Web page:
Limbaugh resigns from ESPN after McNabb responds
PHILADELPHIA - A day after resigning his position on ESPN's "NFL Sunday Countdown," Rush Limbaugh insisted that his comments about Philadelphia Eagles quarterback Donovan McNabb were not racially motivated.
The staunchly conservative Limbaugh on Thursday again defended comments he made Sunday on "Countdown," claiming the hype surrounding McNabb may come from the NFL and media wanting a black quarterback to do well, rather than his performance on the field.
"In my opinion, it wasn't a racial opinion, it was a media opinion," Limbaugh said Thursday morning in an address at the National Association of Broadcasters Convention in Philadelphia. "We live in a country where, supposedly, by right of the First Amendment you offer opinions but you can't in certain places and certain times."
Limbaugh resigned his position on "Countdown" on Wednesday night, hours after McNabb expressed disappointment with Limbaugh's remarks. On Thursday morning, McNabb issued the following statement.
"I said all I have to on the topic at the press conference. I spent more time on the subject than I expected to. It's time for me to concentrate on the Redskins and try to win a football game with my teammates this weekend."
Limbaugh also said Thursday morning that ESPN management "vigorously defended" his comments, but resigned because his cast members on "Countdown" were made to feel "uncomfortable" for not challenging his comments.
"Because some of my cast members were made to feel uncomfortable, I felt the path of least resistance was for me to resign," Limbaugh said.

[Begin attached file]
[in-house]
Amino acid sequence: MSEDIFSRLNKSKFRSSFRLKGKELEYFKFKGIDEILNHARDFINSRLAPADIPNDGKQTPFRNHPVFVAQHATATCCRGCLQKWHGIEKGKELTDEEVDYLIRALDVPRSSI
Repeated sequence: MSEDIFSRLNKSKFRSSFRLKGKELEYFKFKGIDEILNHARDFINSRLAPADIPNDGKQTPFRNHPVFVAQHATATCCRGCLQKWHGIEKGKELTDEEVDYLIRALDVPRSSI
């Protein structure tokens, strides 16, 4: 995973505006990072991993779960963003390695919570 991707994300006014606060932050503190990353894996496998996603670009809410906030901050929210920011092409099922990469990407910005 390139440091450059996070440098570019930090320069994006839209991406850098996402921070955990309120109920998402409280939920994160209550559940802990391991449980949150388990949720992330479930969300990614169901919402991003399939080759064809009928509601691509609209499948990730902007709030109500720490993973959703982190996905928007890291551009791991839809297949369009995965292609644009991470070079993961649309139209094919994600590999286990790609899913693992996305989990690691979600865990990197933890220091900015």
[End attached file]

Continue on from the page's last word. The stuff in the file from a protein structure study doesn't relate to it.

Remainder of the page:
ESPN and ABC Sports president George Bodenheimer announced Limbaugh's resignation on Wednesday night.
"We accept his resignation and regret the circumstances surrounding this, Bodenheimer said in a statement. "We believe that he took the appropriate action to resolve this matter expeditiously."
McNabb called Limbaugh's comments "somewhat shocking to hear on national TV" and was upset that ESPN's other analysts didn't oppose Limbaugh. Also on the panel were former NFL players Michael Irvin and Tom Jackson, who are black, and Steve Young.
"I'm not pinpointing anyone," McNabb said. "I'm a Michael Irvin fan, Steve Young fan and Tom Jackson. But somebody should have said something to the race issue."
Jackson briefly responded to Limbaugh during Sunday's show, pointing out McNabb has guided the Eagles to consecutive appearances in the NFC championship game without much offensive star power.
Limbaugh was added to the show this year to present a fan's viewpoint. His claims may have been sparked by the Eagles' slow start this season. Before Sunday's 23-13 win in Buffalo, they lost to Tampa Bay and New England by a combined 48-10.
After the losses, McNabb was the lowest-rated quarterback in the league. But in his first four NFL seasons, he led the Eagles to a pair of NFC championship games. Among active quarterbacks with at least 45 starts, he was third with a .646 winning percentage.
In addition, McNabb has become one of the league's most popular players. His No. 5 jersey is among the top sellers and he is a pitchman for Campbell's Chunky Soup.
This story is from ESPN.com's automated news wire. Wire index
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